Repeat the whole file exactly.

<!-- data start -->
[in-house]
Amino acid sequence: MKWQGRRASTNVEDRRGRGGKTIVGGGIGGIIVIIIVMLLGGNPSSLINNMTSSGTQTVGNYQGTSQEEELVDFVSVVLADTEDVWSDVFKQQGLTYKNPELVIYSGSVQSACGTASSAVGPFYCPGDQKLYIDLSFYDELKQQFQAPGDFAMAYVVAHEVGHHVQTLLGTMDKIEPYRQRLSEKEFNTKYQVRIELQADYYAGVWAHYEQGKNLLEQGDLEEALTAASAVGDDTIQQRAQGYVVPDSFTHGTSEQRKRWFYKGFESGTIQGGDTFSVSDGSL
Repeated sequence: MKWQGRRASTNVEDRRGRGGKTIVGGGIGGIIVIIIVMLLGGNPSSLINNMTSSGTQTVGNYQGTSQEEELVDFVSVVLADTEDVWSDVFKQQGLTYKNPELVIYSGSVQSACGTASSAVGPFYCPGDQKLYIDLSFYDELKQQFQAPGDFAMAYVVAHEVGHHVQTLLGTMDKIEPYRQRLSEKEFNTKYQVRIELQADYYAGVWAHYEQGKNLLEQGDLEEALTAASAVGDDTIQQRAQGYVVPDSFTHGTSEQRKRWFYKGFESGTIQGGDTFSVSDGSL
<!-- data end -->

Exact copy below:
[in-house]
Amino acid sequence: MKWQGRRASTNVEDRRGRGGKTIVGGGIGGIIVIIIVMLLGGNPSSLINNMTSSGTQTVGNYQGTSQEEELVDFVSVVLADTEDVWSDVFKQQGLTYKNPELVIYSGSVQSACGTASSAVGPFYCPGDQKLYIDLSFYDELKQQFQAPGDFAMAYVVAHEVGHHVQTLLGTMDKIEPYRQRLSEKEFNTKYQVRIELQADYYAGVWAHYEQGKNLLEQGDLEEALTAASAVGDDTIQQRAQGYVVPDSFTHGTSEQRKRWFYKGFESGTIQGGDTFSVSDGSL
Repeated sequence: MKWQGRRASTNVEDRRGRGGKTIVGGGIGGIIVIIIVMLLGGNPSSLINNMTSSGTQTVGNYQGTSQEEELVDFVSVVLADTEDVWSDVFKQQGLTYKNPELVIYSGSVQSACGTASSAVGPFYCPGDQKLYIDLSFYDELKQQFQAPGDFAMAYVVAHEVGHHVQTLLGTMDKIEPYRQRLSEKEFNTKYQVRIELQADYYAGVWAHYEQGKNLLEQGDLEEALTAASAVGDDTIQQRAQGYVVPDSFTHGTSEQRKRWFYKGFESGTIQGGDTFSVSDGSL